In ecology, a niche (CanE, UK: or US: ) is the match of a species to a specific environmental condition. It describes how an organism or population responds to the distribution of resources and competitors (for example, by growing when resources are abundant, and when predators, parasites and pathogens are scarce) and how it in turn alters those same factors (for example, limiting access to resources by other organisms, acting as a food source for predators and a consumer of prey). "The type and number of variables comprising the dimensions of an environmental niche vary from one species to another [and] the relative importance of particular environmental variables for a species may vary according to the geographic and biotic contexts".A Grinnellian niche is determined by the habitat in which a species lives and its accompanying behavioral adaptations. An Eltonian niche emphasizes that a species not only grows in and responds to an environment, it may also change the environment and its behavior as it grows. The Hutchinsonian niche uses mathematics and statistics to try to explain how species coexist within a given community.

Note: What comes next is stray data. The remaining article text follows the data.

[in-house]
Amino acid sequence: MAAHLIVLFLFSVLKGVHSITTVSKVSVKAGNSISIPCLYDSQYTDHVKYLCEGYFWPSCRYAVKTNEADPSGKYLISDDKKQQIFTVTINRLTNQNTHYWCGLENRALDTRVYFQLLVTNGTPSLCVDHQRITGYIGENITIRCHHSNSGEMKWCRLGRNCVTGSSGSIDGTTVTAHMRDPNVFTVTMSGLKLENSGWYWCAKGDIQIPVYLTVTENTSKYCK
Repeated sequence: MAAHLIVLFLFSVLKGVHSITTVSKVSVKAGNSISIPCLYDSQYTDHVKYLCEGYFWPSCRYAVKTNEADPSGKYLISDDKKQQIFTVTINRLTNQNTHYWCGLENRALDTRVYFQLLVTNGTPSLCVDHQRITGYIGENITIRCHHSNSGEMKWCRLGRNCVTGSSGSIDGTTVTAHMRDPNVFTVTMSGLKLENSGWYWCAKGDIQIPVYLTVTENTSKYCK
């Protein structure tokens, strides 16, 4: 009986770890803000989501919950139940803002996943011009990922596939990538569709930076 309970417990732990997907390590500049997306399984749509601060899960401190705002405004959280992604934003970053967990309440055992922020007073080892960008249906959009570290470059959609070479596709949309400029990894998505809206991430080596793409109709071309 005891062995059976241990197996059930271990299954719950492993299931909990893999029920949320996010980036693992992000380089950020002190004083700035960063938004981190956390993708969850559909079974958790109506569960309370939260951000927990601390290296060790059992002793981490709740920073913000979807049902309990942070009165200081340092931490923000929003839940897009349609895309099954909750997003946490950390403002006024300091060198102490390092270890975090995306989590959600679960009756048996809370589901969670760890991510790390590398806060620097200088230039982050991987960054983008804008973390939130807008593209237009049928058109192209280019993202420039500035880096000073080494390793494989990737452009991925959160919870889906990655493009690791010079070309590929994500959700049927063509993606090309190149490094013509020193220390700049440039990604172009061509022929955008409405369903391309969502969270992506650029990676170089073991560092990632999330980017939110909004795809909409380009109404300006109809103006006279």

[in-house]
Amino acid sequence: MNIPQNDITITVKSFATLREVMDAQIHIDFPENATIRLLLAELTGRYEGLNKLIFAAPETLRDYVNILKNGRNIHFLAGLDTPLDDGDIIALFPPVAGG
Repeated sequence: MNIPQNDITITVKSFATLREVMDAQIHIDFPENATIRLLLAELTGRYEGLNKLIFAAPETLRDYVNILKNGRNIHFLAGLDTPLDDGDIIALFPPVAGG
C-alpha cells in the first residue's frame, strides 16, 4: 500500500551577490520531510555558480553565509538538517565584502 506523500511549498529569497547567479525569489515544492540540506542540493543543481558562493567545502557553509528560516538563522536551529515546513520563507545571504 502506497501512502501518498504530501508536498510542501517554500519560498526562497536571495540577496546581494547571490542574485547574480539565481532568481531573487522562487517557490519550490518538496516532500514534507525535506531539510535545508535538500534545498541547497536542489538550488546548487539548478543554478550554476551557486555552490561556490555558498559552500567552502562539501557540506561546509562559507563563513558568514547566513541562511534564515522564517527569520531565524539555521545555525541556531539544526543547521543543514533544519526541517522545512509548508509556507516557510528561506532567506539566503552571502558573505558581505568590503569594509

The concept of ecological niche is central to ecological biogeography, which focuses on spatial patterns of ecological communities. "Species distributions and their dynamics over time result from properties of the species, environmental variation..., and interactions between the two—in particular the abilities of some species, especially our own, to modify their environments and alter the range dynamics of many other species." Alteration of an ecological niche by its inhabitants is the topic of niche construction.The majority of species exist in a standard ecological niche, sharing behaviors, adaptations, and functional traits similar to the other closely related species within the same broad taxonomic class, but there are exceptions. A premier example of a non-standard niche filling species is the flightless, ground-dwelling kiwi bird of New Zealand, which feeds on worms and other ground creatures, and lives its life in a mammal-like niche. Island biogeography can help explain island species and associated unfilled niches.